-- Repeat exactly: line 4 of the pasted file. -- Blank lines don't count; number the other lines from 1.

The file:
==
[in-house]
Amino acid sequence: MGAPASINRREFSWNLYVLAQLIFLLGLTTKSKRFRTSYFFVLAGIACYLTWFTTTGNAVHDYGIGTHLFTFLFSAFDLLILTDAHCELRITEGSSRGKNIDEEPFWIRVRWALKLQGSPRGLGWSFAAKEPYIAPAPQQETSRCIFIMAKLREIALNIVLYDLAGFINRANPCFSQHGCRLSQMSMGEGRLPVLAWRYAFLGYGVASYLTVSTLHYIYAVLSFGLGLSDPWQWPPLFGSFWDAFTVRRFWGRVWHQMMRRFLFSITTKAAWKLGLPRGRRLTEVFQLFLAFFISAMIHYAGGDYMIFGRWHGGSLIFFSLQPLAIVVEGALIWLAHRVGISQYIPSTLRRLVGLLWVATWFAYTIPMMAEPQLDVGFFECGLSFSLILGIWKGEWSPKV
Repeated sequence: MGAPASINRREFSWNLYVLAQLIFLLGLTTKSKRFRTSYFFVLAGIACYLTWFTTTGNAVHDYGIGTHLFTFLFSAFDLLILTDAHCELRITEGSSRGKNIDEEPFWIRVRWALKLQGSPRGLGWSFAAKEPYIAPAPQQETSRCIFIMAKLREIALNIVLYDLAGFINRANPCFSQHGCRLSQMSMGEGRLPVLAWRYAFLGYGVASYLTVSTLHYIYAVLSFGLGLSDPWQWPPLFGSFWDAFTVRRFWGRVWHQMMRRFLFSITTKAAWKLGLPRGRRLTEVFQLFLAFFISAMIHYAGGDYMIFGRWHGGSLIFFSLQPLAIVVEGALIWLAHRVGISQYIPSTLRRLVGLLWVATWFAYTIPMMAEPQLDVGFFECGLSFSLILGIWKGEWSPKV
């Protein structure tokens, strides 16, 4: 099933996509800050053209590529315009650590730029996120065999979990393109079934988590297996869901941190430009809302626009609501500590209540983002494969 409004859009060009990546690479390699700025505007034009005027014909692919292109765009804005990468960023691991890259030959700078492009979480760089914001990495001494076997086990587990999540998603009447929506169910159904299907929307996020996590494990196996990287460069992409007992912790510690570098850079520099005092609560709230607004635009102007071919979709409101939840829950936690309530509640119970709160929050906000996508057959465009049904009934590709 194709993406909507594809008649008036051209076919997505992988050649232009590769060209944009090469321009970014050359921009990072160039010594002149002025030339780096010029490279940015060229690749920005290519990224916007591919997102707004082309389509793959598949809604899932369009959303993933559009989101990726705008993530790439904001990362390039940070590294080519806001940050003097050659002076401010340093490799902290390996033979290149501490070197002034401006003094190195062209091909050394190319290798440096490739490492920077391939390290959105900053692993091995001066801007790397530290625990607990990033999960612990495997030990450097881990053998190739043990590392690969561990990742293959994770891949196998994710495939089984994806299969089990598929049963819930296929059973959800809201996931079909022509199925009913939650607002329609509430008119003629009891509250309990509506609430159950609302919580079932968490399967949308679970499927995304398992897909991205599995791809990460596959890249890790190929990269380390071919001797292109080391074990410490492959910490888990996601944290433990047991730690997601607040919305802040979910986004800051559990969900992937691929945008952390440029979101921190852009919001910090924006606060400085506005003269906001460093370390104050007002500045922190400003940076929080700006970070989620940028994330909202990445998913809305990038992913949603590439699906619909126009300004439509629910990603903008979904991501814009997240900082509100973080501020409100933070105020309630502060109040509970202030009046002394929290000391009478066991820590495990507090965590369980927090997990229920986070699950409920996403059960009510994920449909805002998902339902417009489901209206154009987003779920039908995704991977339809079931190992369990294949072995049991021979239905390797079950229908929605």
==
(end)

């Protein structure tokens, strides 16, 4: 099933996509800050053209590529315009650590730029996120065999979990393109079934988590297996869901941190430009809302626009609501500590209540983002494969 409004859009060009990546690479390699700025505007034009005027014909692919292109765009804005990468960023691991890259030959700078492009979480760089914001990495001494076997086990587990999540998603009447929506169910159904299907929307996020996590494990196996990287460069992409007992912790510690570098850079520099005092609560709230607004635009102007071919979709409101939840829950936690309530509640119970709160929050906000996508057959465009049904009934590709 194709993406909507594809008649008036051209076919997505992988050649232009590769060209944009090469321009970014050359921009990072160039010594002149002025030339780096010029490279940015060229690749920005290519990224916007591919997102707004082309389509793959598949809604899932369009959303993933559009989101990726705008993530790439904001990362390039940070590294080519806001940050003097050659002076401010340093490799902290390996033979290149501490070197002034401006003094190195062209091909050394190319290798440096490739490492920077391939390290959105900053692993091995001066801007790397530290625990607990990033999960612990495997030990450097881990053998190739043990590392690969561990990742293959994770891949196998994710495939089984994806299969089990598929049963819930296929059973959800809201996931079909022509199925009913939650607002329609509430008119003629009891509250309990509506609430159950609302919580079932968490399967949308679970499927995304398992897909991205599995791809990460596959890249890790190929990269380390071919001797292109080391074990410490492959910490888990996601944290433990047991730690997601607040919305802040979910986004800051559990969900992937691929945008952390440029979101921190852009919001910090924006606060400085506005003269906001460093370390104050007002500045922190400003940076929080700006970070989620940028994330909202990445998913809305990038992913949603590439699906619909126009300004439509629910990603903008979904991501814009997240900082509100973080501020409100933070105020309630502060109040509970202030009046002394929290000391009478066991820590495990507090965590369980927090997990229920986070699950409920996403059960009510994920449909805002998902339902417009489901209206154009987003779920039908995704991977339809079931190992369990294949072995049991021979239905390797079950229908929605």